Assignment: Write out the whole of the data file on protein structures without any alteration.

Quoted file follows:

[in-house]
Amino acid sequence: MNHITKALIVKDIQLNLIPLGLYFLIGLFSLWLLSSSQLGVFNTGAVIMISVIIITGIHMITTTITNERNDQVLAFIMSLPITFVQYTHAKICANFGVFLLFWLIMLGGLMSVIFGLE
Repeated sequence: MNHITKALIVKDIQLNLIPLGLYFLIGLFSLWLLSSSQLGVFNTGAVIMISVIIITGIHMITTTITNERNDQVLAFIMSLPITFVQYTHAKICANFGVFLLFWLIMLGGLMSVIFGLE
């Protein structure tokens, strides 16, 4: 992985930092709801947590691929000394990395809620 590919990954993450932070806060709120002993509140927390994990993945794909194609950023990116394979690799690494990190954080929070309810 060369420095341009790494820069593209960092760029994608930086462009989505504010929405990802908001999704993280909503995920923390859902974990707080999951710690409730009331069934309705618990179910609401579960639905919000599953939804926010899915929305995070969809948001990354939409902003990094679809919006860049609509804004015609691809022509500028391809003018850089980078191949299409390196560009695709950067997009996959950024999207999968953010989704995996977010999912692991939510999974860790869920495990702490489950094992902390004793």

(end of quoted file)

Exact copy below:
[in-house]
Amino acid sequence: MNHITKALIVKDIQLNLIPLGLYFLIGLFSLWLLSSSQLGVFNTGAVIMISVIIITGIHMITTTITNERNDQVLAFIMSLPITFVQYTHAKICANFGVFLLFWLIMLGGLMSVIFGLE
Repeated sequence: MNHITKALIVKDIQLNLIPLGLYFLIGLFSLWLLSSSQLGVFNTGAVIMISVIIITGIHMITTTITNERNDQVLAFIMSLPITFVQYTHAKICANFGVFLLFWLIMLGGLMSVIFGLE
């Protein structure tokens, strides 16, 4: 992985930092709801947590691929000394990395809620 590919990954993450932070806060709120002993509140927390994990993945794909194609950023990116394979690799690494990190954080929070309810 060369420095341009790494820069593209960092760029994608930086462009989505504010929405990802908001999704993280909503995920923390859902974990707080999951710690409730009331069934309705618990179910609401579960639905919000599953939804926010899915929305995070969809948001990354939409902003990094679809919006860049609509804004015609691809022509500028391809003018850089980078191949299409390196560009695709950067997009996959950024999207999968953010989704995996977010999912692991939510999974860790869920495990702490489950094992902390004793």